Non-verbal language use

Clearing out old posts I started and didn’t manage to finish. I found this one I wrote about a year ago about J’s use of language, even though he is non-verbal. He has made a little progress with language use and we are so proud to see how hard he tries and what he has achieved since I wrote this post originally:

J is what would be termed non-verbal. He finds it difficult to use words to communicate his needs and in fact, difficult to form words in a decipherable way. This doesn’t mean he doesn’t try. He tries to copy things we say to him, repeats phrases he sees on tv and attempts to tell us which dinosaur or shark is eating who!

There are times when we are able to make out the words he is using. This can be because he uses them in context and also gestures to what he is talking about. Other times we can tell because the rhythm of what he is saying matches a familiar or common phrase. Sometimes he slows it down and we can make out part of the words he is trying to use. It’s an amazing thing to watch. Something many of us take for granted, it’s as natural to us as breathing. For my J it’s so much more difficult. His brain doesn’t seem to process speech properly. The words can get muddled, or the letters within words. An example would be when he tries to say phone – what we hear is oanf. The sounds are all there, they’re just not in the correct order.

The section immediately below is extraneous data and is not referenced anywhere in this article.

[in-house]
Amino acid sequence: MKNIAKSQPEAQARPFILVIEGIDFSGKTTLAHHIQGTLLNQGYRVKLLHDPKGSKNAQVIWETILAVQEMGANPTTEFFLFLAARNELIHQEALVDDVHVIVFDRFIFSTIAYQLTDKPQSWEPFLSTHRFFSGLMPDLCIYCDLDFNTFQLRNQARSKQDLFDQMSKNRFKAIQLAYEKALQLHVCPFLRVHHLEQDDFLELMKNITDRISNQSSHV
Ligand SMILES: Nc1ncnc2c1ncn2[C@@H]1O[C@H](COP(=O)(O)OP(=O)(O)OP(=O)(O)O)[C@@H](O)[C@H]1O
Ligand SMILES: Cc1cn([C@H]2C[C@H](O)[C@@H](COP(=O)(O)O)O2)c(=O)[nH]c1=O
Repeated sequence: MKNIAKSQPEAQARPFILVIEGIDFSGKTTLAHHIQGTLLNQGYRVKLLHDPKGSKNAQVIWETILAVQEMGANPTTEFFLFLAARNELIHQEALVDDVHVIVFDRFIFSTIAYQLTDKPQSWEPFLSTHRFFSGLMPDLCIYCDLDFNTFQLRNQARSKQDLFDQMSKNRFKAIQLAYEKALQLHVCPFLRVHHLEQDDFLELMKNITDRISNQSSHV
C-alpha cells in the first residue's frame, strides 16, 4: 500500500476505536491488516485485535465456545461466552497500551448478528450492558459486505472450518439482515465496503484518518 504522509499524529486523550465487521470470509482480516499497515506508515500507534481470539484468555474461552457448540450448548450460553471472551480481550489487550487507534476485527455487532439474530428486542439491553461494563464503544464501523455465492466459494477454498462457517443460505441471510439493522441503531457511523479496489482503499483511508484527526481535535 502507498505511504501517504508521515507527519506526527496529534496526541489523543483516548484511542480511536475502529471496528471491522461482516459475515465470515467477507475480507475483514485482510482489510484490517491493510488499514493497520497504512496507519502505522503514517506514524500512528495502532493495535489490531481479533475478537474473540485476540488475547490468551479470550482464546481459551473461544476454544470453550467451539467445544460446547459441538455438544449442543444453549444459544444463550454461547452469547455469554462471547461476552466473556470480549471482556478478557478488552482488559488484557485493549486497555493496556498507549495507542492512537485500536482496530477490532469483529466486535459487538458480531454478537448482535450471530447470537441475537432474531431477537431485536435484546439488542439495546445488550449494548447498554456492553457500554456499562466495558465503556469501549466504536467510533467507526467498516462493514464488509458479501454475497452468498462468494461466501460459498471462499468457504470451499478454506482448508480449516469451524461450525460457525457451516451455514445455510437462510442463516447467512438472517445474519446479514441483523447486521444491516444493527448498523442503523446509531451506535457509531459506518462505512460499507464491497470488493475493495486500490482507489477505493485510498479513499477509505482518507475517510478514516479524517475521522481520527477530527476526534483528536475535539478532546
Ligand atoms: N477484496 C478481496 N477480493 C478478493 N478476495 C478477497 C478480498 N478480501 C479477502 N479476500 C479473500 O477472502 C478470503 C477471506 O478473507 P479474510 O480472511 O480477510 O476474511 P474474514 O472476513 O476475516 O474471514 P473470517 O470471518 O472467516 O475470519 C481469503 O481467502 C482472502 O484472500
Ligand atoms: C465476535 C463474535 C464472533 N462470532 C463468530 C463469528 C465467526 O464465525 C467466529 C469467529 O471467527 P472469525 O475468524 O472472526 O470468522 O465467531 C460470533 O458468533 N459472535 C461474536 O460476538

The other night I cried with happiness when he asked me for a cuddle and once I gave him this, he turned his head towards me and asked for a kiss. The words were approximations and most people might not have known what he was asking them to do. He said Give Jude a cuddle please – or ‘ig Jude a guggle peese’ followed by ‘ig Jude a iss peese’. Such simple but such wonderful words. He had a huge smile on his face when I understood and did what he asked. B asks for kisses and cuddles all the time, W even toddles over with her lips pursed making smacking noises to get a kiss. These are also wonderful things, but my J had to work so hard to learn to ask me for these. My heart melts that he loves me enough to try so hard to say this to me and that he actually wants me to kiss and cuddle him – not something all children with autism are able to do.

If I’m honest, J being non-verbal is one of my biggest worries for him as he grows up. It’s one of our biggest frustrations at times too. None of the speech therapists who have worked with him have been able to offer us guidance or advice on how to help him with this. I think they don’t really know themselves. They say just to be patient and wait until he’s ready. My issue with this is that I think he is ready, he just can’t process or assemble the sounds/words properly. To me it seems like a processing issue rather than a lack of understanding or willingness. Does anyone have any other good ideas or solutions to help him with this? Is there anything we can do?

He uses PECS symbols to aid communication but he definitely wants to talk. It’s more apparent when his brother or sister do and I can see he wants to join in. I’m really pleased that he’s trying so hard and he wants to do it. I just wish there was something I could do to make the path a little easier for him!

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2 thoughts on “Non-verbal language use

  1. My son is 8 and nonverbal. He has a vocabulary of 6 words. Each word added is a long and hard process and isn’t very clear. That is okay. Learning his body language and needs is another way of communicating and reading his facial expressions. I have learned communication goes way beyond words.

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